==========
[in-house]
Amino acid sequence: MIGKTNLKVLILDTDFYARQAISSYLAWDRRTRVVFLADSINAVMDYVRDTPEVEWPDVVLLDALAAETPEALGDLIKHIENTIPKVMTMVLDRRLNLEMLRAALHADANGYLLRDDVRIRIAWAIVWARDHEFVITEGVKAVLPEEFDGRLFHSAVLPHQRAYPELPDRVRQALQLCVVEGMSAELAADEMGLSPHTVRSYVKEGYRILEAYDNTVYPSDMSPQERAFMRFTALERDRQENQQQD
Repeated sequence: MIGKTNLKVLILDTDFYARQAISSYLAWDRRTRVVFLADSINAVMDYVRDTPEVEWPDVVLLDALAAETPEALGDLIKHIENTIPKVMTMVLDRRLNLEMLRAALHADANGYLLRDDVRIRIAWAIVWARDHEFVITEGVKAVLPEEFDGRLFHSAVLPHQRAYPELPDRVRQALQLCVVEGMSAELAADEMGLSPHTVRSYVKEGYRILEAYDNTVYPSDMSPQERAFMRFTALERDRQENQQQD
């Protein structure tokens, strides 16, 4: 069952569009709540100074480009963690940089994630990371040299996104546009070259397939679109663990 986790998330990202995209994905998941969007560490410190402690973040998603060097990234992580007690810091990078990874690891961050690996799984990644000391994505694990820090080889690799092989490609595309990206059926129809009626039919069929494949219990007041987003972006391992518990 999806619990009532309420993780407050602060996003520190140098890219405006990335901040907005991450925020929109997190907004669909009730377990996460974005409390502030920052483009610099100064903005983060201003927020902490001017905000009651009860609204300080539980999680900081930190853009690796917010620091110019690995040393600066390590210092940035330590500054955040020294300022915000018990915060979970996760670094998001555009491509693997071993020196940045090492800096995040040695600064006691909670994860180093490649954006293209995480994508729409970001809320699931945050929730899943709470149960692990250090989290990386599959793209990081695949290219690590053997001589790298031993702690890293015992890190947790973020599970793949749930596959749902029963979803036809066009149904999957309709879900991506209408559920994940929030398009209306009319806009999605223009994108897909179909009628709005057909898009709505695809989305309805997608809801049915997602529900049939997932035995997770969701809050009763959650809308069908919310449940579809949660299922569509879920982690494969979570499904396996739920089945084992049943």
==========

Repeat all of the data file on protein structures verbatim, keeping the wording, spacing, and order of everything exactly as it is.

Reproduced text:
[in-house]
Amino acid sequence: MIGKTNLKVLILDTDFYARQAISSYLAWDRRTRVVFLADSINAVMDYVRDTPEVEWPDVVLLDALAAETPEALGDLIKHIENTIPKVMTMVLDRRLNLEMLRAALHADANGYLLRDDVRIRIAWAIVWARDHEFVITEGVKAVLPEEFDGRLFHSAVLPHQRAYPELPDRVRQALQLCVVEGMSAELAADEMGLSPHTVRSYVKEGYRILEAYDNTVYPSDMSPQERAFMRFTALERDRQENQQQD
Repeated sequence: MIGKTNLKVLILDTDFYARQAISSYLAWDRRTRVVFLADSINAVMDYVRDTPEVEWPDVVLLDALAAETPEALGDLIKHIENTIPKVMTMVLDRRLNLEMLRAALHADANGYLLRDDVRIRIAWAIVWARDHEFVITEGVKAVLPEEFDGRLFHSAVLPHQRAYPELPDRVRQALQLCVVEGMSAELAADEMGLSPHTVRSYVKEGYRILEAYDNTVYPSDMSPQERAFMRFTALERDRQENQQQD
């Protein structure tokens, strides 16, 4: 069952569009709540100074480009963690940089994630990371040299996104546009070259397939679109663990 986790998330990202995209994905998941969007560490410190402690973040998603060097990234992580007690810091990078990874690891961050690996799984990644000391994505694990820090080889690799092989490609595309990206059926129809009626039919069929494949219990007041987003972006391992518990 999806619990009532309420993780407050602060996003520190140098890219405006990335901040907005991450925020929109997190907004669909009730377990996460974005409390502030920052483009610099100064903005983060201003927020902490001017905000009651009860609204300080539980999680900081930190853009690796917010620091110019690995040393600066390590210092940035330590500054955040020294300022915000018990915060979970996760670094998001555009491509693997071993020196940045090492800096995040040695600064006691909670994860180093490649954006293209995480994508729409970001809320699931945050929730899943709470149960692990250090989290990386599959793209990081695949290219690590053997001589790298031993702690890293015992890190947790973020599970793949749930596959749902029963979803036809066009149904999957309709879900991506209408559920994940929030398009209306009319806009999605223009994108897909179909009628709005057909898009709505695809989305309805997608809801049915997602529900049939997932035995997770969701809050009763959650809308069908919310449940579809949660299922569509879920982690494969979570499904396996739920089945084992049943």